Sarah Dutkiewicz takes a trip through the history of computing and presents some of the women that have been instrumental in advancing the computing industry.
Jay McCarthy provides a basic introduction to delimited continuations, their traditional application on the Web, and then shows more advanced techniques using examples from Web interaction, as well as high-performance event-based network servers and concurrent simulation environments.
Renzo Borgatti discusses implementing parallel solutions with reducers in Clojure, doing live coding that show what functional abstractions are involved and why.
William Cook introduces Enso, an external language workbench with both graphical and textual editing capabilities. Each language is defined by a schema, or the model of its internal representation, which can be rendered either textually via a grammar or graphically via the diagramming DSL, stencil.
Jack Moffitt discusses where and how to achieve parallelism in a browser, how it is done by Servo, and how Rust has helped.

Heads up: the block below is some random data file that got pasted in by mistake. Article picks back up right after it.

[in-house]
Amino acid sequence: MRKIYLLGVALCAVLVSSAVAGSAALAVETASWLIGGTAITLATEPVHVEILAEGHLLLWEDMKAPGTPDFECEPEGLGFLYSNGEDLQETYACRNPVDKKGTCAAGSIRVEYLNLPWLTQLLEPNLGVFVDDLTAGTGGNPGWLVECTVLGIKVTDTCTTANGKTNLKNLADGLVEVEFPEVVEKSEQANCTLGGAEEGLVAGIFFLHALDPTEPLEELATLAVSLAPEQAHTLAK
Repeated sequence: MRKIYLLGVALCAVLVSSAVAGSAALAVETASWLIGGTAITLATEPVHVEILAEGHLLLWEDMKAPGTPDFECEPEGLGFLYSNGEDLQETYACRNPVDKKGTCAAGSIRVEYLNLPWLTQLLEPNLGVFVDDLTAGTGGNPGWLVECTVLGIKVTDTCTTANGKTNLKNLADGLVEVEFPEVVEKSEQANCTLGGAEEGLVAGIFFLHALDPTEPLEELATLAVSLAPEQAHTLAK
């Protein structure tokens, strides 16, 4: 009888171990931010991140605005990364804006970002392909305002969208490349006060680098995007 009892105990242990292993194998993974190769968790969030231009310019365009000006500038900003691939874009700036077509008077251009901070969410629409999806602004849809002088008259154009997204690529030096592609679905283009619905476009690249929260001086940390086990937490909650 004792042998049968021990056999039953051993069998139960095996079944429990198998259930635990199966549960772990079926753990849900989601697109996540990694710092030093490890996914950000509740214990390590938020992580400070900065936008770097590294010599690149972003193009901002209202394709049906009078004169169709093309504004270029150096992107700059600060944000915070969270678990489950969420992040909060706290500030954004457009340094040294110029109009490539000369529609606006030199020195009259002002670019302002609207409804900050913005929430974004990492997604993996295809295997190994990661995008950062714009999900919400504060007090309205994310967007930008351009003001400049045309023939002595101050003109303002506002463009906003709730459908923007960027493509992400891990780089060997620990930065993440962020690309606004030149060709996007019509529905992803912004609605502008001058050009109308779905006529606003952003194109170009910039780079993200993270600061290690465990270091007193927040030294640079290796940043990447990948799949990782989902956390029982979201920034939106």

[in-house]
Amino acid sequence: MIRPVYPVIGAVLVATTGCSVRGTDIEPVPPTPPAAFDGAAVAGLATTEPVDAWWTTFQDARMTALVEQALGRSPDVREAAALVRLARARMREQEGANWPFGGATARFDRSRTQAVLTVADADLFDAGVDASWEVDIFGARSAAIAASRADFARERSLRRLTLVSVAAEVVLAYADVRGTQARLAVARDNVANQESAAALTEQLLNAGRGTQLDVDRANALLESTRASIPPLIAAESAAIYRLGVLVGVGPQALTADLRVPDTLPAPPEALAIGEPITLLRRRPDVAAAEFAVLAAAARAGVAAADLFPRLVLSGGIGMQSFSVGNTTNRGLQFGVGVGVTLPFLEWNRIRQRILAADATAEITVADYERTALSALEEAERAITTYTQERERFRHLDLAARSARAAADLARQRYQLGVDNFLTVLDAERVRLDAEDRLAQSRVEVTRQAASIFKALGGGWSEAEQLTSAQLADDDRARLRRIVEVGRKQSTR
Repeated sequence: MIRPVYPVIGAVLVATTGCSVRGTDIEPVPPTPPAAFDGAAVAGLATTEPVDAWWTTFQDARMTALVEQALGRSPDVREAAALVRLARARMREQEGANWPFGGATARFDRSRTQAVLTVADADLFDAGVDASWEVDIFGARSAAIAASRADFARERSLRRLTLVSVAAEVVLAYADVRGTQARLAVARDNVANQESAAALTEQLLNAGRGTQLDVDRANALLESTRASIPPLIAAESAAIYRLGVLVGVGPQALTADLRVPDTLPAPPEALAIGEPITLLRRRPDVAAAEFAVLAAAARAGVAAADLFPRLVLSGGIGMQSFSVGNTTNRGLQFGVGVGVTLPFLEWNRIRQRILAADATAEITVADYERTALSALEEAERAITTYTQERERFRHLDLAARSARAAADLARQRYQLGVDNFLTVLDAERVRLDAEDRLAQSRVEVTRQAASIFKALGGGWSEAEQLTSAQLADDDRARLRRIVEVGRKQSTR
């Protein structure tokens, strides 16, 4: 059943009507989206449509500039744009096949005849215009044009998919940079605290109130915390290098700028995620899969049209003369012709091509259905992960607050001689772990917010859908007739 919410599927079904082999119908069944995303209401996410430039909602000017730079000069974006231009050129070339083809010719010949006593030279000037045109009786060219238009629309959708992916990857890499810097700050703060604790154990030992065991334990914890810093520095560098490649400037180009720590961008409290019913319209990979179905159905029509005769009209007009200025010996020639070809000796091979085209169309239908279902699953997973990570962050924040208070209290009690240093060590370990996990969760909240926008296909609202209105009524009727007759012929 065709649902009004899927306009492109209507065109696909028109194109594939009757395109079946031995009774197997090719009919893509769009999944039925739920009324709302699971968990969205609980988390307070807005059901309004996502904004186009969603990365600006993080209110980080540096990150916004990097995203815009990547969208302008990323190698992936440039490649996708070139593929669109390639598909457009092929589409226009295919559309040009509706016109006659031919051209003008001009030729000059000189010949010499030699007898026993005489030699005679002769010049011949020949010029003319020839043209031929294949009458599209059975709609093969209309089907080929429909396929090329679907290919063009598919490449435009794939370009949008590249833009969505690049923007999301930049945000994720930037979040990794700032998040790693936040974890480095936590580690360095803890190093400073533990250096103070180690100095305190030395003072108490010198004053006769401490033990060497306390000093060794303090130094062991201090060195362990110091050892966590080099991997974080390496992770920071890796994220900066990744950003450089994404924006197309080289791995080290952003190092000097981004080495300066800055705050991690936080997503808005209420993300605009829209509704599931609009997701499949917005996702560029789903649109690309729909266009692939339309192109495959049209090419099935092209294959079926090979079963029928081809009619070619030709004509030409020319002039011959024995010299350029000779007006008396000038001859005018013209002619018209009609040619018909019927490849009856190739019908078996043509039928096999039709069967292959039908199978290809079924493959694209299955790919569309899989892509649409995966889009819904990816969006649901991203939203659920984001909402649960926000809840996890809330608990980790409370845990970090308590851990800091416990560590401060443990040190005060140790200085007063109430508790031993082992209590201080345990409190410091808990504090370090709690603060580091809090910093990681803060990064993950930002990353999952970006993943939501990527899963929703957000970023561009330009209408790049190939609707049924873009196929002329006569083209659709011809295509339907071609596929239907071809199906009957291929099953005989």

Seth Schroeder discusses how adults can motivate kids to create stuff on a computer rather than just consuming it, and shares the approach that has worked in his family.
Parisa Tabriz presents current online threats and some of the ways Chrome protects users, along with Chrome's philosophies, successes, and ongoing challenges to doing security in a browser.
Richard Crowley introduces Go standard library's HTTP packages, the relationship between JSON and Go's data structures, and Go's support for reflection, useful to create safe APIs.
Josh Bloch, Bob Lee point out to the dangers that lurk in Java’s dark corners, so they can be avoided or eliminated from programs and designs.
Samantha John explains the design considerations for creating a visual language for children and demoes Hopscotch, presenting techniques and sample projects for teaching kids to code.
Colin Gravill discusses programming living cells, demonstrating a software tool chain for characterizing genetic parts that can be combined into genetic devices for programming cell function.
Chris Granger attempts to imagine what programming would look like if it was created today.